Cypress trees tower above the murky black waters of this swamp garden, located near Moncks Corner in Berkeley County. Cypress Gardens was created in 1909 by Benjamin Rufus Kitteredge on the original rice fields of Dean Hall Plantation. Today, the walking paths through the gardens follow the tops of the dikes. Kittredge opened the gardens to the public in 1932.
In the 1842 book, A Day on Cooper River by Dr. John Irving, there is a passage detailing Dean Hall Plantation that reads: “It resembles a well ordered village more than that of a single plantation. The residence of the proprietor – the condition of the fields – the banks – the white and cleanly appearance of the negro houses – the mill and thrashing machine in complete order, all excite a strong feeling of admiration, and stamp at once the proprietor as an experienced and skillful planter.” In 1909, Benjamin Kittredge purchased the property and started the creation of the swamp garden, initially for his wife’s enjoyment. The house at Dean Hall eventually fell into disrepair and was relocated to Beaufort County to avoid demolition in the 1970s.
The original home at Dean Hall was not the brick manse seen above but was actually the house seen below, which now sits within the town limits of Moncks Corner. The property originally belonged to the Nesbitt Family, and this simple home, one room wide, was the main plantation home for the property that would later became part of Cypress Gardens. When William Augustus Carson built his massive brick residence at Dean Hall in 1827, the original home became the house for the overseer of the plantation. Over the years the house was unused and was later discovered abandoned in the woods in 1967. The house was moved to its present location in 1968 and is fully restored and used as the Berkeley County Chamber of Commerce.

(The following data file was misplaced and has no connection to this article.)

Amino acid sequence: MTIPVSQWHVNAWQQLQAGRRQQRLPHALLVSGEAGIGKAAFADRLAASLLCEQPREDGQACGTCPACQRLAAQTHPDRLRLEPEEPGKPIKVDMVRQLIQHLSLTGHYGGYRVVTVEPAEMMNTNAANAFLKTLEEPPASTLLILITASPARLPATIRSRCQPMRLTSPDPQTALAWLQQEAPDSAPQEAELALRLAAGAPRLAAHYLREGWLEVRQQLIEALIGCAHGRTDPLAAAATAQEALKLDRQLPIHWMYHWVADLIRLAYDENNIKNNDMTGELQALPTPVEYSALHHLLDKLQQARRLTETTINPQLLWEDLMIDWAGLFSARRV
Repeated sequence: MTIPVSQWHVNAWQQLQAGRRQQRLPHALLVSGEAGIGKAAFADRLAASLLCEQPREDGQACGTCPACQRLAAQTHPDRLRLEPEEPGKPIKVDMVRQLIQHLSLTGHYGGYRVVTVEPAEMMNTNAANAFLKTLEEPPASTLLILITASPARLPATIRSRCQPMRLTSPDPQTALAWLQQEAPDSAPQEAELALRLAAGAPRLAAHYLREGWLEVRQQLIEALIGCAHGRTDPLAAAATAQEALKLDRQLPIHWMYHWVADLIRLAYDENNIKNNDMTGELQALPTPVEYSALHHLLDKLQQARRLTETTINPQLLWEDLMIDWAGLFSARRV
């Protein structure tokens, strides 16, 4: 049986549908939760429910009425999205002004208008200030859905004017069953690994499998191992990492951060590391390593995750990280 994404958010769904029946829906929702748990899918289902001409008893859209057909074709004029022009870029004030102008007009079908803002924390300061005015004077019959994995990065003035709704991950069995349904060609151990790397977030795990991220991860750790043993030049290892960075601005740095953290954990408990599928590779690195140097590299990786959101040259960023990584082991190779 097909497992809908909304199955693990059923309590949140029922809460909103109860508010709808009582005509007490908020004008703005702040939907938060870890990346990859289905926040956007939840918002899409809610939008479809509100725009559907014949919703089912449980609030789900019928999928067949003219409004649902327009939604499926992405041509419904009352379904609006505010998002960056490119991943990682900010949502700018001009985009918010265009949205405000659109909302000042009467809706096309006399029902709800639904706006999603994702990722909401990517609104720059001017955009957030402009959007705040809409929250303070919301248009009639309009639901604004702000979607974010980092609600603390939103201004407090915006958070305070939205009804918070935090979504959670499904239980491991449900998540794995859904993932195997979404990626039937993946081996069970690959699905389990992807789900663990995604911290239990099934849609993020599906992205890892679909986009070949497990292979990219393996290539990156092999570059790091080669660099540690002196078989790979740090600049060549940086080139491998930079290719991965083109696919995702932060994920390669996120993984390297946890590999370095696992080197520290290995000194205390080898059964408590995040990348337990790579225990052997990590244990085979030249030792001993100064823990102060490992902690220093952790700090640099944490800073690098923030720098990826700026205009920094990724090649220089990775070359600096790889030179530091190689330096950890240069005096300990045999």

Cypress Gardens showcases the unique natural environment of the South Carolina Lowcountry. Below is a photo of cypress knees, or the knobby, woody formations that grow vertically from the cypress tree’s (Taxodium distichum) root system. Scientists still do not know the purpose of knees but suspect they might have multiple uses as a sort of “snorkle,” bringing oxygen to submerged roots, and to anchor the massive trees during storms or even acting as a hedge during such events. While the functions of knees are only hypotheses, their mysterious beauty is synonymous with a cypress swamp.
170 acres of gardens and swamps are so evocative of South Carolina’s timeless beauty that the property has been used as a set for over 15 movies, including The Patriot, Cold Mountain, The Notebook, and not surprisingly, Swamp Thing.
The above photo is of a foam bridge that was used as a prop in The Patriot. Visitors used to enjoy visiting Cypress Gardens to try and locate the many props that were left intact after filming. Unfortunately after storms, and flooding, none of the foam props remain.
A little over a mile down a winding trail, meandering around and along the murky swamp waters, lies this cemetery almost hidden in the forest. Brick walls surround what presents itself like a formal garden, pierced by a towering cross. Inside those walls, visitors can find the final resting place of Benjamin Rufus Kittredge, and his family, forever interred on this place they loved so dearly.
Every day except major holidays, visitors can walk along trails which wind through lush gardens or paddle flat-bottomed boats into the swamp for a close-up view of the cypress and tupelo trees, birds, turtles, and sometimes even alligators. To make a day of it, there’s also a Butterfly House, a Swamparium with live exhibits of fish, amphibians, and reptiles native to the swamp, and a gift shop.
Following the historic floods in October of 2015, Cypress Gardens suffered extensive damage, forcing the popular landmark to close. Repairs to features such as the walking trails, boat landing, visitors center, and beloved butterfly house were necessary before the park could reopen. Cypress Gardens officially began welcoming visitors again on April 13, 2019, just over three years since it was forced to close its doors. Many improvements and expansions were made in preparation for its new opening such an expanded playground, improved boat dock, exhibits, walkways, parking lot, visitors center, and more.
More Pictures of Cypress Gardens